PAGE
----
Citizens on Patrol collapses in Pemberton 

Village pushes for extension of transit agreement

Vandals are on the lam in Pemberton, and they no longer need fear the Citizens on Patrol.

Mayor Jordan Sturdy confirmed in a Committee of the Whole meeting on Tuesday that the patrol initiative, intended to curb rising instances of vandalism within the community, failed to generate the interest needed to go ahead.

The program needed a minimum of 15 people but only five submitted applications despite more than 20 showing up at an Oct. 8 information meeting.

"I think we needed to jump on the people that were there at the time and we didn't have applications at the time," Sturdy said. "We should have made them fill them out."

The revelation comes as the Village of Pemberton experiences increasing concern about vandalism in the downtown core. Councillor Susie Gimse noted that vandalism in the village has been "quite extensive" in areas such as the community centre.

Numerous councillors believe that the vandalism stems from people leaving drinking establishments at around 1 a.m. but Councillor Ted Craddock admonished council to be careful about calling out venues specifically. Sturdy and Gimse, however, were more pointed in calling out certain locations where the vandalism might originate.

"I think there is a substantial amount of evidence that it is a result of a bar or alcohol consumption," Sturdy said. "I don't think it's a bad idea to have some suggestion of what the problem is. I don't think we have to point fingers, but not negate any reference to the timeline.

"The funny thing is that once certain establishments close at 1 in the morning, the problem seems to develop and there is a trail that it does follow."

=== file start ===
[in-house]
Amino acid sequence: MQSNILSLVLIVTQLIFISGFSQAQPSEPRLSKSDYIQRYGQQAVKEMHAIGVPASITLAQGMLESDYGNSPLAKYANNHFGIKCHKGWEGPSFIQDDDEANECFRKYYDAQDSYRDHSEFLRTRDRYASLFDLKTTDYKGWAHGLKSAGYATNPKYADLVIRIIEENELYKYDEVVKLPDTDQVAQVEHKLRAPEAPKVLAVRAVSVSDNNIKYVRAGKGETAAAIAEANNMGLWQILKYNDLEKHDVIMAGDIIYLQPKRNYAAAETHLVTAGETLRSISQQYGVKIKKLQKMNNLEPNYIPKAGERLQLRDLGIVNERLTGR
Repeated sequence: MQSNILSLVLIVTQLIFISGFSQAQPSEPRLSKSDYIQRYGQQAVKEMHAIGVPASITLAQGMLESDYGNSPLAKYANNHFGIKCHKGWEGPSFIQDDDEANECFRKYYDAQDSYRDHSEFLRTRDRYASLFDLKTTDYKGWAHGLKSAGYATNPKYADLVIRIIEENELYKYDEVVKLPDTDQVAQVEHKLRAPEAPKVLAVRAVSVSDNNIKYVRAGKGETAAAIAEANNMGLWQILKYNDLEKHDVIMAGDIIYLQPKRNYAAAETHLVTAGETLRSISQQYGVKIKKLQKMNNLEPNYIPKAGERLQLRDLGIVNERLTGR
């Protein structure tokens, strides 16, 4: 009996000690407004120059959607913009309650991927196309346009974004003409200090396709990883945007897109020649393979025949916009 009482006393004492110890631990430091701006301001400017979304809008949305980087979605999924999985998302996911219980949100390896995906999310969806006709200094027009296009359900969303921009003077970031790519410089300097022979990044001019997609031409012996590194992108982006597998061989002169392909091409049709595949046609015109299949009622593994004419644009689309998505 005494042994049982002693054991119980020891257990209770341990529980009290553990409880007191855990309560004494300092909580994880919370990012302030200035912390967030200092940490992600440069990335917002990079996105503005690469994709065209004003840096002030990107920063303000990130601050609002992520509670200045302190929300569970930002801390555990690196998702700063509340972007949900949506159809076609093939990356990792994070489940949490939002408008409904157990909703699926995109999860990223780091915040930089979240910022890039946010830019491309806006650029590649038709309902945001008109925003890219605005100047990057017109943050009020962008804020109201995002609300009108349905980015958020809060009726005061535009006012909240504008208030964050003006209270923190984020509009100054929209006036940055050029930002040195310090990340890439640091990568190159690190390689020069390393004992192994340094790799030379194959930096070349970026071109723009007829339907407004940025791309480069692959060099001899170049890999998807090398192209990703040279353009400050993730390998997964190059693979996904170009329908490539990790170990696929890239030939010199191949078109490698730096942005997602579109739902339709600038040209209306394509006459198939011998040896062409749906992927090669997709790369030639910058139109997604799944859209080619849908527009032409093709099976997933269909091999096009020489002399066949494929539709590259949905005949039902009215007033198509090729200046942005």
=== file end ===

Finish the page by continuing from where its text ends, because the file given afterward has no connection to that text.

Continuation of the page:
Gimse agreed.

"I don't have any trouble being truthful and honest about where the problem lies," she said. "Sometimes we go overboard trying to be politically correct."

Sturdy suggested that council send its discussion back to the Public Works department to make some recommendations on how to deal with vandalism within the community.

Other items touched on at the Committee of the Whole Meeting included a Public Transit Cost Sharing Agreement that the Village of Pemberton entered into with the Mount Currie Band and the Squamish-Lillooet Regional District.

The agreement saw Pemberton and Mount Currie each contribute 40 per cent of funds that allowed a public transit service in the SLRD.

The agreement was to expire on Wednesday but Roger Lundie, the acting manager of financial services for Pemberton, recommended council extend it to Sept. 30 and that it agree to a service review being carried out by B.C. Transit. It was also recommended that council reconsider its funding percentage if the Mount Currie Band decides not to take part in the extension.

Sturdy said he was uncomfortable with the recommendation because council didn't know what Mount Currie would do. The band was holding its own council meeting that same night. Sturdy added that he's happy to support the current cost sharing agreement but if Mount Currie decides not to participate any further then that could change its own funding percentage.

The mayor went on to say that Pemberton should push B.C. Transit to complete its service review because there's increasing demand for more regular transit within the valley. Council unanimously passed a motion to let the transit authority know that it needed its service review completed by the end of May.


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